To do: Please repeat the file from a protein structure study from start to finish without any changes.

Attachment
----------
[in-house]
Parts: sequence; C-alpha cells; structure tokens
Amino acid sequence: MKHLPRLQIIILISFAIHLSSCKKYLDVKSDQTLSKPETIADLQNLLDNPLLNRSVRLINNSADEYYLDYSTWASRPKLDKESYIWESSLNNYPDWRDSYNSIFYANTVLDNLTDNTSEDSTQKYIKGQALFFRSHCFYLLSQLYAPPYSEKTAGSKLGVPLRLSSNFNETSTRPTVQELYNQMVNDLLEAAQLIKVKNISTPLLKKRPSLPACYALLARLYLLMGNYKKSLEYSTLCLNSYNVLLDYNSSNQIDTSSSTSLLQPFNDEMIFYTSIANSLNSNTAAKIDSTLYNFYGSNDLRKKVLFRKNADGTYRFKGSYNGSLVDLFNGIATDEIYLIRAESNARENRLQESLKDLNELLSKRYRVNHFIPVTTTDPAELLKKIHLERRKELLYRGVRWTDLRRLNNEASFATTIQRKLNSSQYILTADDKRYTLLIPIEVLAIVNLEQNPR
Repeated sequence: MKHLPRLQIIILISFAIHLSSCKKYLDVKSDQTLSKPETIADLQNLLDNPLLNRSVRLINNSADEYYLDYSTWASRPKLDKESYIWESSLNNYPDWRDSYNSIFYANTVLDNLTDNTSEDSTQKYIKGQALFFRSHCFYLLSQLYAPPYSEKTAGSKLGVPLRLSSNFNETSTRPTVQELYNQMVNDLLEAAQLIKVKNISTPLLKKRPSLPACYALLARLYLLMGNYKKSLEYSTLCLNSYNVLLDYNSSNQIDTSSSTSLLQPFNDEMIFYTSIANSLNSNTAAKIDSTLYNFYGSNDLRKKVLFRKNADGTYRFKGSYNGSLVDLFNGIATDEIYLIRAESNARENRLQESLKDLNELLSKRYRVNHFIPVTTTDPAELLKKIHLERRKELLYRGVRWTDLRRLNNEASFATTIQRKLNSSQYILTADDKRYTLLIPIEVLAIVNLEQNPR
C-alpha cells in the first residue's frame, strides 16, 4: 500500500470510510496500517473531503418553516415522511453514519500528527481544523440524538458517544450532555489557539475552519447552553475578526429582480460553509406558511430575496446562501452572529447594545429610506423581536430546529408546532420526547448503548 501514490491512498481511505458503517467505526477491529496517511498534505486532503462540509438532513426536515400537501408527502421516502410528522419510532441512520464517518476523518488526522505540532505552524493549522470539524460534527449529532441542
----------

[in-house]
Parts: sequence; C-alpha cells; structure tokens
Amino acid sequence: MKHLPRLQIIILISFAIHLSSCKKYLDVKSDQTLSKPETIADLQNLLDNPLLNRSVRLINNSADEYYLDYSTWASRPKLDKESYIWESSLNNYPDWRDSYNSIFYANTVLDNLTDNTSEDSTQKYIKGQALFFRSHCFYLLSQLYAPPYSEKTAGSKLGVPLRLSSNFNETSTRPTVQELYNQMVNDLLEAAQLIKVKNISTPLLKKRPSLPACYALLARLYLLMGNYKKSLEYSTLCLNSYNVLLDYNSSNQIDTSSSTSLLQPFNDEMIFYTSIANSLNSNTAAKIDSTLYNFYGSNDLRKKVLFRKNADGTYRFKGSYNGSLVDLFNGIATDEIYLIRAESNARENRLQESLKDLNELLSKRYRVNHFIPVTTTDPAELLKKIHLERRKELLYRGVRWTDLRRLNNEASFATTIQRKLNSSQYILTADDKRYTLLIPIEVLAIVNLEQNPR
Repeated sequence: MKHLPRLQIIILISFAIHLSSCKKYLDVKSDQTLSKPETIADLQNLLDNPLLNRSVRLINNSADEYYLDYSTWASRPKLDKESYIWESSLNNYPDWRDSYNSIFYANTVLDNLTDNTSEDSTQKYIKGQALFFRSHCFYLLSQLYAPPYSEKTAGSKLGVPLRLSSNFNETSTRPTVQELYNQMVNDLLEAAQLIKVKNISTPLLKKRPSLPACYALLARLYLLMGNYKKSLEYSTLCLNSYNVLLDYNSSNQIDTSSSTSLLQPFNDEMIFYTSIANSLNSNTAAKIDSTLYNFYGSNDLRKKVLFRKNADGTYRFKGSYNGSLVDLFNGIATDEIYLIRAESNARENRLQESLKDLNELLSKRYRVNHFIPVTTTDPAELLKKIHLERRKELLYRGVRWTDLRRLNNEASFATTIQRKLNSSQYILTADDKRYTLLIPIEVLAIVNLEQNPR
C-alpha cells in the first residue's frame, strides 16, 4: 500500500470510510496500517473531503418553516415522511453514519500528527481544523440524538458517544450532555489557539475552519447552553475578526429582480460553509406558511430575496446562501452572529447594545429610506423581536430546529408546532420526547448503548 501514490491512498481511505458503517467505526477491529496517511498534505486532503462540509438532513426536515400537501408527502421516502410528522419510532441512520464517518476523518488526522505540532505552524493549522470539524460534527449529532441542